Dear Criminal Justice 2014 graduates,
By now you have decided that criminal justice is the path you want to walk. Here are some words of advice from someone who has walked that path, words of advice I wish I received when I was your age.
Consider those two words “criminal” and “justice.” Understand the two do not necessarily coexist. You will meet many criminals who never received justice. You will meet even more victims that can never receive justice. The “crime” in “criminal” is a fine line. Legally, a person who kills to protect their loved ones is a criminal. Legally, a hungry person who steals food is a criminal. Also, “justice” can be a double edged sword. Is it justice when a rapist posts bond and walks free? Is it “justice” if correctional officers beat an inmate for throwing fecal matter in their face?
The job is not like television shows. On “Cops” you will never see the hours of report writing, the monotony of working security at an abandoned warehouse, the people who take up your valuable time with nonessential worries. On prison shows, you never see the duties of counting inmates, watching the rec yard for hours, or trying to calm a visitor who insists the visitation rules do not apply to them.
It is rare you will be the hero. When you are at social gatherings, no matter what, you will be “the cop.” People will continually ask you for legal advice that will never be right because you are not “taking their side.” The public will assume you are crooked, the enemy, out to get them, or out to get anyone. Until they need you ... and then your response will never be fast enough, smart enough, or bold enough.
In security, you will be called a Mall Cop, a Flashlight Cop, a Guard, or worst. It will be assumed you have no power, no education, no sense, and no pride. In prison, people will call you a Guard, a Screw, or worst. It will be assumed you have no education, little sense, and no pride. People will believe you are torturing inmates and persons in custody. Off duty, someone will always approach you and have to tell you about the time they were (unfairly) arrested and (unjustly) treated.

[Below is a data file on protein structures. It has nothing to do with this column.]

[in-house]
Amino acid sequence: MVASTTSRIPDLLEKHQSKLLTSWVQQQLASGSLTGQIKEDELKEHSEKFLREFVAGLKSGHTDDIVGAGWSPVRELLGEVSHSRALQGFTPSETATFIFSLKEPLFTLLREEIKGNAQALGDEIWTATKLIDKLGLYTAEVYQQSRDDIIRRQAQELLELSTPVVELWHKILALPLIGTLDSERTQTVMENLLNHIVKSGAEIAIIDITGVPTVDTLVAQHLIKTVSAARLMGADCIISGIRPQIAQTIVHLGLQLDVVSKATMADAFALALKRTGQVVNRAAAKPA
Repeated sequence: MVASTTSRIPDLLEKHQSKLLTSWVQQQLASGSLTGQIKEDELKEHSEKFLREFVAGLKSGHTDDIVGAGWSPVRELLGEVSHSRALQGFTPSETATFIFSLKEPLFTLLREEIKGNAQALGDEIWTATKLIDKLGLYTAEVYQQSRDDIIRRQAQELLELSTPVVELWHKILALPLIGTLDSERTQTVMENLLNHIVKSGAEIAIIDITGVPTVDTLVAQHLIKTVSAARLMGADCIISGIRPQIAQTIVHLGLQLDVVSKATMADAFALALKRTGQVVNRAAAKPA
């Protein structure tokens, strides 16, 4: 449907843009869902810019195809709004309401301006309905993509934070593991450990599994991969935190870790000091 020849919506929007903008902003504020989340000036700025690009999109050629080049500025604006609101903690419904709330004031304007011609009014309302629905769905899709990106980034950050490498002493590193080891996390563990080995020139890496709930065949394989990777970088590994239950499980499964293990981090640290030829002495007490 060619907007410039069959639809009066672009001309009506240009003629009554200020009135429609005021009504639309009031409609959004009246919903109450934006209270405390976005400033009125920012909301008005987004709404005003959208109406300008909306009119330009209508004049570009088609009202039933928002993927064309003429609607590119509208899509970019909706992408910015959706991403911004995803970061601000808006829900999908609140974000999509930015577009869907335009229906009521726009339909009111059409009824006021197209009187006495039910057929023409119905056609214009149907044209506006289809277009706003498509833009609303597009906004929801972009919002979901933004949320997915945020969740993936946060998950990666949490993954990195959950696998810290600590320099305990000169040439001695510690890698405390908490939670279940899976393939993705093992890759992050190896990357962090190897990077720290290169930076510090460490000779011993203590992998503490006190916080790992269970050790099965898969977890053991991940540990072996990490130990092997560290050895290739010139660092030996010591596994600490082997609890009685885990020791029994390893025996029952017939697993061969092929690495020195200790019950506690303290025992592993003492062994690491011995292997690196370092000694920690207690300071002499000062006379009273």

Get used to jokes abut handcuffs, donuts, weight, and IQ. They will tell them as if it is the first time you have heard them. Get used to freaking out certain family members. Get used to dates who want to go out for the wrong reasons.
You will find one officer’s actions will reflect on all, and good news rarely make the news. If an officer shoots an unarmed citizen, it will make the news and the public will see you as racist, or sexist, or homophobic, or just plain out of control.
So why are you going into this business?
You have the power to make positive change in a way no one else can. You will recover the stolen purse, hold the hand of a wounded teen in a car wreck, give a ticket to the dangerous driver, and make a child feel safe. You will pull the person out of the wreckage, embrace the woman whose child did not live, and get a drunken driver off the roadway.
You can shape history. On June 17, 1972 a security guard at the Watergate Complex noticed tape covering some door latches and called the police. Eventually, President Richard Nixon resigned as a result. A “flashlight cop’s” actions brought down the most powerful man in the country.
You ensure people’s freedoms and rights, the most precious things we have in the United States, are safe. You will report illegal activity by fellow officers, you will listen to both sides in an argument and make the best decision, you will enforce the law and use discretion. A well-written report and honest work will ensure a child predator will never harm another child. An open ear can stop prison violence against your coworkers.
Class of 2014 Criminal Justice students, never sell your integrity. Never forget why you are in this business. Never stop believing in this line of work. May St. Michael follow and watch over you on your path.
- Judith A. Yates